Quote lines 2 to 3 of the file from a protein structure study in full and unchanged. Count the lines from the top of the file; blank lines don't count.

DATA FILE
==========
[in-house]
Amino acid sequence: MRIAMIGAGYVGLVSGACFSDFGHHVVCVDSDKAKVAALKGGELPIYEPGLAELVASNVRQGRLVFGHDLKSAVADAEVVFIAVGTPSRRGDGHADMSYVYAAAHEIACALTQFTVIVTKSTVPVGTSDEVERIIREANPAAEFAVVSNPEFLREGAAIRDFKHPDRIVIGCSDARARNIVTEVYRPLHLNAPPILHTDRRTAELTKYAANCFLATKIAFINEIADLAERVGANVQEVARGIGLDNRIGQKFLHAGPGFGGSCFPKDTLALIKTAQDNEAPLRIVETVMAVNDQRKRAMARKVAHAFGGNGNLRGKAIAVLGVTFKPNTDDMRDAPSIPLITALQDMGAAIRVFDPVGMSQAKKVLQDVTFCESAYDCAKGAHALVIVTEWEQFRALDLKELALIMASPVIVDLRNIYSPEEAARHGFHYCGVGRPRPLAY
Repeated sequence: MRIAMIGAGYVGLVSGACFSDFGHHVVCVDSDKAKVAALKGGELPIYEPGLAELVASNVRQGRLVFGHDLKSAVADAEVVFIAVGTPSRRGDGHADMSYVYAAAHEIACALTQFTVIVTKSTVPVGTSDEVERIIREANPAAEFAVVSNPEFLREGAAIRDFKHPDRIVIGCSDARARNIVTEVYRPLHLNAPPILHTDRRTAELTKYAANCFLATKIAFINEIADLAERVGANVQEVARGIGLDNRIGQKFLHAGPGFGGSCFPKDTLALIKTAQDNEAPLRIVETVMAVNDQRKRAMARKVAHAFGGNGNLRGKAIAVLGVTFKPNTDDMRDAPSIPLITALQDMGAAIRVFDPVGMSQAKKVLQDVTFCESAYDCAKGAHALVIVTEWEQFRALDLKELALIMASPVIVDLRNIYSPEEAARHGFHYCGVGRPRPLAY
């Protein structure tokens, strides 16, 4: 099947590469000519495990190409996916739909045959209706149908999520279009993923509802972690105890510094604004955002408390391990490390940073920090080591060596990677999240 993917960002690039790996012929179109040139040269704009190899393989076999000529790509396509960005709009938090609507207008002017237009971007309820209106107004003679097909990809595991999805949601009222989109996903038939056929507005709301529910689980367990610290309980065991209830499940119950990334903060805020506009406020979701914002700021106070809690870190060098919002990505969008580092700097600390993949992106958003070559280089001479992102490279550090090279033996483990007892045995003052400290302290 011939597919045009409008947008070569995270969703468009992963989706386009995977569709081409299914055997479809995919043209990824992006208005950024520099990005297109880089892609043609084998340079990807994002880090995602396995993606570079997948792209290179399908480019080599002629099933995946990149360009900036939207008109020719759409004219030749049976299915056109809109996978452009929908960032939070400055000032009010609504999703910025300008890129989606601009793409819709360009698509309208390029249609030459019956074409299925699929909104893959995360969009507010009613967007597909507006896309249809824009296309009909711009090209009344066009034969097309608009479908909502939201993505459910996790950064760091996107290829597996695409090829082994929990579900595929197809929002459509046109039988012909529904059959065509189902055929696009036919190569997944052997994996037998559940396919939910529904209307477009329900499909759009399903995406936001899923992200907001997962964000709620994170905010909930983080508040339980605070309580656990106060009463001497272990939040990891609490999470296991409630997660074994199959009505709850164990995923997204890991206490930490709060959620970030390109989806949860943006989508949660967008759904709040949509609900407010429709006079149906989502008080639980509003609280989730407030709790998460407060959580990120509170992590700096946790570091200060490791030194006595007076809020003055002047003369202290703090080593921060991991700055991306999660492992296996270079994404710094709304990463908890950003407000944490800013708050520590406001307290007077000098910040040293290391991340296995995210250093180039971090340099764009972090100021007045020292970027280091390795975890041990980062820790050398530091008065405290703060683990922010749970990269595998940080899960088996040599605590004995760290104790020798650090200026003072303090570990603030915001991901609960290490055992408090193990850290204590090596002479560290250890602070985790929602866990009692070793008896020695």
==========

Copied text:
Amino acid sequence: MRIAMIGAGYVGLVSGACFSDFGHHVVCVDSDKAKVAALKGGELPIYEPGLAELVASNVRQGRLVFGHDLKSAVADAEVVFIAVGTPSRRGDGHADMSYVYAAAHEIACALTQFTVIVTKSTVPVGTSDEVERIIREANPAAEFAVVSNPEFLREGAAIRDFKHPDRIVIGCSDARARNIVTEVYRPLHLNAPPILHTDRRTAELTKYAANCFLATKIAFINEIADLAERVGANVQEVARGIGLDNRIGQKFLHAGPGFGGSCFPKDTLALIKTAQDNEAPLRIVETVMAVNDQRKRAMARKVAHAFGGNGNLRGKAIAVLGVTFKPNTDDMRDAPSIPLITALQDMGAAIRVFDPVGMSQAKKVLQDVTFCESAYDCAKGAHALVIVTEWEQFRALDLKELALIMASPVIVDLRNIYSPEEAARHGFHYCGVGRPRPLAY
Repeated sequence: MRIAMIGAGYVGLVSGACFSDFGHHVVCVDSDKAKVAALKGGELPIYEPGLAELVASNVRQGRLVFGHDLKSAVADAEVVFIAVGTPSRRGDGHADMSYVYAAAHEIACALTQFTVIVTKSTVPVGTSDEVERIIREANPAAEFAVVSNPEFLREGAAIRDFKHPDRIVIGCSDARARNIVTEVYRPLHLNAPPILHTDRRTAELTKYAANCFLATKIAFINEIADLAERVGANVQEVARGIGLDNRIGQKFLHAGPGFGGSCFPKDTLALIKTAQDNEAPLRIVETVMAVNDQRKRAMARKVAHAFGGNGNLRGKAIAVLGVTFKPNTDDMRDAPSIPLITALQDMGAAIRVFDPVGMSQAKKVLQDVTFCESAYDCAKGAHALVIVTEWEQFRALDLKELALIMASPVIVDLRNIYSPEEAARHGFHYCGVGRPRPLAY